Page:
Menu Close

Why employers look at your social media accounts

Socials searching by employers

Once upon a time, potential employers learnt about your professional experience via your resume. And perhaps via your cover letter, if you ended up including one in your job application. How times have changed! Many of you looking for work may wonder why employers look at your social media accounts. This article explores some of the most common reasons – and they are not all bad.

With the advent of digital technology, potential employers and clients can source information about you easily online, at the click of a button.

And whilst there are laws in place to protect you against discrimination during the recruitment process, you should assume that whatever information is available about you online, can and will, be accessed by anyone, at any time, from any place where a wifi connection is available.  

Why employers might look you up

There are many reasons that a potential employer or client might look you up online.

Here are just a few of those reasons:

Headhunting research

Digital platforms such as LinkedIn are prime digital sites for talent acquisition teams, hiring managers and recruitment specialists to look for talented candidates.

Various stakeholders may use key search terms to track you down in their proactive online searches or they may look you up directly if someone has mentioned your name to them in passing.

Active recruitment campaigns

During recruitment campaigns, a range of company stakeholders might look you up to learn more about you. They will likely google your name and potentially the skillset you have and see what comes up in the search.

Again, LinkedIn is a popular site for stakeholders to visit, to read about your prior work history and to get a better feel for your professional skills and training. People may even look at your presence on other social media platforms such as Facebook and Instagram.

So, who is likely to look you up online? Hiring managers, recruitment consultants, department heads and even those team members who might end up being your colleagues. Basically, anyone involved in the recruitment process may have an interest in learning more about you, before they meet you or even talk with you.

Manager and supervisor research

Managers, supervisors and team leaders have been known to look people up online to get to know you a little better before meeting with you. They might do this before they meet with you at interview or after you have been hired.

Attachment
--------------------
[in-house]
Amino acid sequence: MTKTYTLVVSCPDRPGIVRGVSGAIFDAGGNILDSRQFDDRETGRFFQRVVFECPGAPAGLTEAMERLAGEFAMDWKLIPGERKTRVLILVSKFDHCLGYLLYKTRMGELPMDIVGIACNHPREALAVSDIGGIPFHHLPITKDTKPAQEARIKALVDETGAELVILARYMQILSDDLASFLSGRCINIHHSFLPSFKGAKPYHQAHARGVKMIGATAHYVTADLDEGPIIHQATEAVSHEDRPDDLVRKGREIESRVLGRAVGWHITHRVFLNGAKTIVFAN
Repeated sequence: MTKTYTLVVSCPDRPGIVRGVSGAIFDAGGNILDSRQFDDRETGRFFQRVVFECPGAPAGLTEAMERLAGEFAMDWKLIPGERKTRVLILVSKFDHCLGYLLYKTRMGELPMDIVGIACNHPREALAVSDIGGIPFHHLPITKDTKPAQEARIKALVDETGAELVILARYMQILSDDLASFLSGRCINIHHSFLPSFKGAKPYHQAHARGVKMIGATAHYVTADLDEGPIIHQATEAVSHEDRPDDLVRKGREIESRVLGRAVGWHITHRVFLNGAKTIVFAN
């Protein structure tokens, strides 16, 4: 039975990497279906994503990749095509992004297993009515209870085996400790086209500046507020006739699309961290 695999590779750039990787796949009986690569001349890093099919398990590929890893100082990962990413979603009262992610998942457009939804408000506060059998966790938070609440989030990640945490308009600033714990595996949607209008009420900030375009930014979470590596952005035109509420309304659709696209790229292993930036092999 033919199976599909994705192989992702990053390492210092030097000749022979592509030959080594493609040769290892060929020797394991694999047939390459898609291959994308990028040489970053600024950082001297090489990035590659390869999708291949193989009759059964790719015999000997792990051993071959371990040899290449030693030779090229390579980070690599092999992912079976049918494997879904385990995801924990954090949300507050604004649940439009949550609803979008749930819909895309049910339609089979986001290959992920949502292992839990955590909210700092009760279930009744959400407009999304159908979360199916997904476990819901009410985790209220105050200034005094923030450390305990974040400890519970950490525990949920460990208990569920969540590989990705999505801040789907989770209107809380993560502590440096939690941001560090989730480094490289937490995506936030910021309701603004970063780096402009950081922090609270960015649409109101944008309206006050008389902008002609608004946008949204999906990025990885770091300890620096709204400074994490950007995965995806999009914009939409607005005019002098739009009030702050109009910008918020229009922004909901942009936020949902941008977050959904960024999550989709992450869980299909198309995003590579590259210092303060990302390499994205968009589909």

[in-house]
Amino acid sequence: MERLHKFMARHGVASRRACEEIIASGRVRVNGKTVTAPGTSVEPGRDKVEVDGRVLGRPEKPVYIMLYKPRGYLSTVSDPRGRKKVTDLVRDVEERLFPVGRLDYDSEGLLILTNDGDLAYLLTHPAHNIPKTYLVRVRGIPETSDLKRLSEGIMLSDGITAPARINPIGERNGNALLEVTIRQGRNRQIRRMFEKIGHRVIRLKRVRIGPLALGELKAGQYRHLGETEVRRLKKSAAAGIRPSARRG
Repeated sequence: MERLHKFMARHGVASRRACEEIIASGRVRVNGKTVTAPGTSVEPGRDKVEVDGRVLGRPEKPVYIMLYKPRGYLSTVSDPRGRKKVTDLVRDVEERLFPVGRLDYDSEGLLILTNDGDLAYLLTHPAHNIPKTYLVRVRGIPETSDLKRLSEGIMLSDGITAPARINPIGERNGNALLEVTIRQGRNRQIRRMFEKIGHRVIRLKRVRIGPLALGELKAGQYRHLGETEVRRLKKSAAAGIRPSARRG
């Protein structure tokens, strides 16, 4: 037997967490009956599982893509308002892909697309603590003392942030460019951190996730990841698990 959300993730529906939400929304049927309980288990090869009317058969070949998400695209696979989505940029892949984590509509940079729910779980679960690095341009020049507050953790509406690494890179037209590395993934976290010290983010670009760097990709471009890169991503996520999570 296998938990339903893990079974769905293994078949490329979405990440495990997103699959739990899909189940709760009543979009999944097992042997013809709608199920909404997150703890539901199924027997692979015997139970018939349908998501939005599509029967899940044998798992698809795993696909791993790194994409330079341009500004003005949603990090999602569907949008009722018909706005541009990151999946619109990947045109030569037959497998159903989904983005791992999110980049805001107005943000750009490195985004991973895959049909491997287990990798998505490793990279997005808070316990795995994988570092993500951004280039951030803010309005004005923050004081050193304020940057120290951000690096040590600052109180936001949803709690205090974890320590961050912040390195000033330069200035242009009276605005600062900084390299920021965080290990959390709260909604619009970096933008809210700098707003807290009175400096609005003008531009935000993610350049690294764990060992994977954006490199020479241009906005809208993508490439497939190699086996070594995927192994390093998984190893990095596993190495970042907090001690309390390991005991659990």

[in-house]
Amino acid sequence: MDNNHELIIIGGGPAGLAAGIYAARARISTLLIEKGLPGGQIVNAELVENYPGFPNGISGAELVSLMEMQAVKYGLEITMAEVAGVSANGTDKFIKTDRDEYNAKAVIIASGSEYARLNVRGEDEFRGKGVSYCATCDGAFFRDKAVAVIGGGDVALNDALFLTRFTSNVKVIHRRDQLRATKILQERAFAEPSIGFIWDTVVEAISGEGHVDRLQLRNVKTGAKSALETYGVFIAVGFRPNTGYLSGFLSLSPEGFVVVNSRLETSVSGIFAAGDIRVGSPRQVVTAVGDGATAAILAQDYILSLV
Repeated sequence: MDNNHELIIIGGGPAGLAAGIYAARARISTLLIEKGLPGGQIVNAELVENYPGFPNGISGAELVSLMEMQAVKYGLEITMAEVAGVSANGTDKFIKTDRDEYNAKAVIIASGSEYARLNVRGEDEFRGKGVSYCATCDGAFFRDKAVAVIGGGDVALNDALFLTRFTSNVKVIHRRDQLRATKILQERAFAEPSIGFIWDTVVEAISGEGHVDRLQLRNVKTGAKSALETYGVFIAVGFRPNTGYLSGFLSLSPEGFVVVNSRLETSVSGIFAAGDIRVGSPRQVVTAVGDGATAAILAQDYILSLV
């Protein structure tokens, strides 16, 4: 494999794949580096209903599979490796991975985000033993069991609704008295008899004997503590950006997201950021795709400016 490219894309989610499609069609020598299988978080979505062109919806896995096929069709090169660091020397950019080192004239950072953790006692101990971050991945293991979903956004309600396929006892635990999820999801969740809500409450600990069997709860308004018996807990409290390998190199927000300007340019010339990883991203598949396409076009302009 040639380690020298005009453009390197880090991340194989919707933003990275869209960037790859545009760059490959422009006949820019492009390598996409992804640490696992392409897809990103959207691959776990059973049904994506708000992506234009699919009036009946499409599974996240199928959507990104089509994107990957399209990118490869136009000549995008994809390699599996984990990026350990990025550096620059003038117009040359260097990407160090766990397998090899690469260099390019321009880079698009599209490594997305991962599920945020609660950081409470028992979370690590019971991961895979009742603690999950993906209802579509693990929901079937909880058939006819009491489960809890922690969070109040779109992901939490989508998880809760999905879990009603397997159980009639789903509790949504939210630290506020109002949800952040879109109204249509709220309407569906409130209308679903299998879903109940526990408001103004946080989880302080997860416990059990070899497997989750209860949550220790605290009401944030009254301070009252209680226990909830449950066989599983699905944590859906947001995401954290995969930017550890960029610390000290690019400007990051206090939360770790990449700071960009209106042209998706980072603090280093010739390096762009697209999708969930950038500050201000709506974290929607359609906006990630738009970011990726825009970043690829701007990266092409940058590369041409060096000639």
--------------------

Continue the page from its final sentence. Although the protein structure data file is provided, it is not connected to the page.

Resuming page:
By doing this, various stakeholders may feel they get a better sense for “what makes you tick”, what you enjoy and how you interact with others. They may also be looking to see how involved you are in contributing to your industry sector.  

Checking on culture fit

It is disconcerting but true that your employer may well determine that you are not a good fit for their company before they even meet with you. This may be the case if they see you posting content on your social media accounts that doesn’t align with the core values and culture of their workplace.

Even though this is an unfair, unethical and biased way to make recruitment decisions, creating a professional and well curated digital footprint is the best way to protect your reputation.

Plain curiosity

Humans love to connect with other humans. And these days, you don’t need to meet someone first before you can learn a whole lot about them. Often people will look you up online before you meet to see if you have anything in common, where you went to school, how you got to where you are today plus so much more!

So, feel free to show a little of your personality of the digital platforms you use. You might end up forming a connection with someone before you even meet them.

Whilst there are many legal ramifications to consider when employers misuse information they source about you online, the truth is, it happens. And whilst employers in the end may not point to your social media usage as problematic, it can influence their opinion of you.

Given this is the case, the next section of this article covers what you can do to maintain a professional profile that is fit for the eyes of your friends, foes and everyone in between.  

How to maintain a professional digital profile

Spend some time thinking how you want to be perceived professionally. In turn think about the sort of content you would like people to read about you online (and the sort of content you’d prefer isn’t loaded up on the internet for the world to see!!).

You are in the enviable position of being able to actively curate your online profile. Make the most of that opportunity.

Employers know that you have a life outside of work. Create a balance of both professional and social information as part of your digital footprint.

When thinking about your online profile, it’s best to avoid the following:

  1. Posting any content that suggests you behave unprofessionally in any way
  2. Talking about your employer in a negative or derogatory way